Toby and Mulready are still bickering about equal protection and the fact that, as Mulready says, "homosexuals are not a suspect class." Toby rattles off the federal benefits that are denied to people whose marriages aren't legally recognized. (I'm not saying "people who aren't married," because...I was at Mr. and Mr. Tall-and-Beautiful's wedding, and I'm just saying? Married. I was there. There was music. There was food. There were vows, and family members, and about a thousand times the love and sacredness you're going to find in a chapel in Vegas at three in the morning ninety-nine times out of a hundred, so...you know, "not married," my foot.) Mulready blathers that you can accomplish medical decision-making through power of attorney, which is a fine answer except for the fact that that's a pain-in-the-ass process that requires all kinds of arranging and planning that isn't required of people whose marriages are legally recognized, and requiring that kind of arranging and planning of some people and not others just ain't fair, to my eye. I didn't see Phyllis Schlafly showing up to care for my Uncle Tree when he was dying of cancer, and it rubs me the wrong way for anyone to suggest that his partner, who did feed him and clean him and sit with him and make agonizing choices about whether he could be kept at home or needed to be returned to the hospice, should have been all kinds of chipper about having the opportunity to sign on the dotted line and obtain permission to care for him, as if you otherwise couldn't trust that this was what Uncle Tree would have wanted. I mean...right. They only lived together for a zillion years. God only knows whom he would have chosen to trust, right? But anyway.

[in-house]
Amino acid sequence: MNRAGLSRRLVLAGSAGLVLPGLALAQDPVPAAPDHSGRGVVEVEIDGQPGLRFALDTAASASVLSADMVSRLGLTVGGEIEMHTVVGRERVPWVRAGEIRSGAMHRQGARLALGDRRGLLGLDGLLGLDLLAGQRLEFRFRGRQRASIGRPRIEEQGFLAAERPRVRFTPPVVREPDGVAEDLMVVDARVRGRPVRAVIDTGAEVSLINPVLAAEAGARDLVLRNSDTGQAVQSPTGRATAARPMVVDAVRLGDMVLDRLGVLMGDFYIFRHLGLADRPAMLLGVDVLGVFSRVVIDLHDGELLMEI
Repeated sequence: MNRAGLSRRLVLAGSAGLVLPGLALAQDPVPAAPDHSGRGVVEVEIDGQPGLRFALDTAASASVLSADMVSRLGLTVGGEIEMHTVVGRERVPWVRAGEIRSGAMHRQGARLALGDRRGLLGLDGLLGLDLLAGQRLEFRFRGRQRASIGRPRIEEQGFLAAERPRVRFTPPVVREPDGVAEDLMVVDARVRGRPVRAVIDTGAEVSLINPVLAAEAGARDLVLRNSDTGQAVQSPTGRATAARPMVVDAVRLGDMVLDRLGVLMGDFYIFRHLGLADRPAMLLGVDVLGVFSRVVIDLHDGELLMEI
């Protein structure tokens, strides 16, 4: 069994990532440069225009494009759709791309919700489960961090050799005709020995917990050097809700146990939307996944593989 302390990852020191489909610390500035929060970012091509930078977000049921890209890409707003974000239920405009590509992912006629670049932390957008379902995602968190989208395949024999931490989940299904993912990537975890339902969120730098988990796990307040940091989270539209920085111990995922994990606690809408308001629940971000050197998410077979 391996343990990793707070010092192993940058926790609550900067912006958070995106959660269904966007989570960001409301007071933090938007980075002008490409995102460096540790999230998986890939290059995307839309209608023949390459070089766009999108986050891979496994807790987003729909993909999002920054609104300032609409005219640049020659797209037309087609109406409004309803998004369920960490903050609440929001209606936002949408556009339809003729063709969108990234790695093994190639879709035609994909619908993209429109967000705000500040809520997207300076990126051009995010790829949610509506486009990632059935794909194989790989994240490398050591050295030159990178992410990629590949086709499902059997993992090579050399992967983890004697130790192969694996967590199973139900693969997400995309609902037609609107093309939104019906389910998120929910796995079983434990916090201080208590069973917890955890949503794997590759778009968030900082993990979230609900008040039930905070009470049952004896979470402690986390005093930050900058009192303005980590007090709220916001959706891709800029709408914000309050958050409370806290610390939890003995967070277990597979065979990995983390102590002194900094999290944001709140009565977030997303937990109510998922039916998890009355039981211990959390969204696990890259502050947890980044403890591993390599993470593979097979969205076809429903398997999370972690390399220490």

Mulready and Toby go back and forth about full faith and credit and DOMA and so forth, and Rina finally opens the door and escorts in none other than Evelyn Baker Lang. She comments on the oddity of the meeting between Mulready and Toby, and then Mulready stands. "It's good to see you, Evie," he says. "You too, Chris," she says warmly as they shake hands. "Mr. Ziegler was trying to convince me the Defense of Marriage Act is unconstitutional," he says, a tiny bit mischievously, in retrospect. Lang laughs. "Oh. DOMA? He was trying to convince you?" She turns to a confused Toby. "He doesn't need convincing," she says. "He's yanking your chain; he would never uphold DOMA. He might not love the idea of gay marriage, but he hates Congressional overreaching, and Congress doesn't have the power to legislate marriage. The issue isn't privacy --" "Or equal protection," Mulready offers. "It's enumerated powers," she finishes. She adds that Mulready is more likely to boot DOMA than she is. "Lack of imagination on your part," he says to her. Toby weakly objects to the chain-yanking, and Mulready talks about being hauled in at night to meet with a Democratic president, and how that has some yank-ish qualities of its own. Suddenly, we see Josh outside the door, frantically waving for Toby's attention. "Josh Lyman is gesticulating wildly," Lang points out with substantial amusement. Toby chuckles and goes outside to see Josh. He actually jogs over to the door, which I particularly enjoyed.